Advanced design methods for electromechanical actuators

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Date

2004-12-18

Authors

Vaculik, Stewart Andrew

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Abstract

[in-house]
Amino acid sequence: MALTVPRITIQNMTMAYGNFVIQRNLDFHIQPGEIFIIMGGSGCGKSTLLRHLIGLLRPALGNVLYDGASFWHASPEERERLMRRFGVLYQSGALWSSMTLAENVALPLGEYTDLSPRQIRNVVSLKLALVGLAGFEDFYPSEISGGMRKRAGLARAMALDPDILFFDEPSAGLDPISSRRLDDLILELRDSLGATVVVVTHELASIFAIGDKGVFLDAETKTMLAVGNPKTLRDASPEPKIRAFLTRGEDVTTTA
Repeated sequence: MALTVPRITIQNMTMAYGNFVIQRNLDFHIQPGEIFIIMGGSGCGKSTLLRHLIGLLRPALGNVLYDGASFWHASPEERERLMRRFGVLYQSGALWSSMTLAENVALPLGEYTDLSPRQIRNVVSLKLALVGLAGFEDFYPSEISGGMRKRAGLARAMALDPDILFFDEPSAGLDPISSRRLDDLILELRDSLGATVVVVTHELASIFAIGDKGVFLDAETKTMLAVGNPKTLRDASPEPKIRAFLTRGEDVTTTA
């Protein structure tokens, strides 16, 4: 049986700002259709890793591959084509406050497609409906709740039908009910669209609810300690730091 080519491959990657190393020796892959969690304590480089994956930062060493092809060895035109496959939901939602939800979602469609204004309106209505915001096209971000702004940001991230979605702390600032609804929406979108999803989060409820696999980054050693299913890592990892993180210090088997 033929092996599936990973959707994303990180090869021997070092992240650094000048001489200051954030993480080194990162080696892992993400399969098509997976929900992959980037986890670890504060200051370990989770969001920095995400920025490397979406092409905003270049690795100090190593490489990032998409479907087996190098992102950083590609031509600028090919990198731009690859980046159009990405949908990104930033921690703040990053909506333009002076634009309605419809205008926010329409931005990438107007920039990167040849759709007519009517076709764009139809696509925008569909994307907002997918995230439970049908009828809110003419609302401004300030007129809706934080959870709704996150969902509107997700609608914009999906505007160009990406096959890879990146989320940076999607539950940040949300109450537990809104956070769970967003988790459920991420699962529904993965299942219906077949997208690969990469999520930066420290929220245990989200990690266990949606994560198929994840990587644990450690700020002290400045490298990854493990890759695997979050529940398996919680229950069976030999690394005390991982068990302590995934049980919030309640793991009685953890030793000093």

The basic components of electromechanical actuators include geartrains, prime movers, bearings, shafts, sensors, cooling components, and fasteners. A common requirement that drives a typical actuator design process is providing the output torque and speed needed for the given actuator task in a minimum volume/weight geometry. Two important questions to be answered in this research relate to the scaling and configuration management of an electromechanical actuator design. The first question is: “Given an electromechanical actuator design, how can it be scaled to produce another design that meets a different set of requirements (e.g., torque, speed, weight, life)?” The second question is: “Given an electromechanical actuator design, how can a designer change the configuration to obtain another design that meets the same set of requirements in a different geometric package/shape?” The answers to these questions rely on the development of a science of design process for electromechanical actuators to replace the current design process, which is based primarily on designer experience and often requires multiple design iterations. The Robotics Research Group (RRG) is currently working on this science of design process, which includes parametric design rules that can be used to reveal how actuator design parameters affect its key performance indicators. To improve this science, this research develops a detailed parametric model of the primary actuator components for a standard actuator, summarizes the design rules available from this model, formally defines the concepts of scaling and configuration management, and lays out a step-by-step process to implement these concepts. The parametric model used in this research builds on the existing models of previous RRG researchers. The design rules are developed based on the fundamental modeling equations that govern the design of the actuator components. The concepts of scaling and configuration management are defined as two of the fundamental design operations that can be applied to an electromechanical actuator. A scaling and configuration management process, which requires the parametric model, is developed and applied to an existing set of baseline actuator designs. The result of this process is the creation of actuator designs of intermediate size between the sizes of existing actuators, which makes it suitable for populating an actuator family. To handle the size and complexity of the actuator parametric model, this research introduces the model reduction technique of monotonicity analysis and illustrates how it is well suited for the electromechanical actuator design problem. A future goal of the RRG is to create a software tool that will contain a complete actuator parametric model, component design rules (of this and future research), and scaling and configuration management options, which will allow users to design actuators with a minimum amount of time, cost, and knowledge

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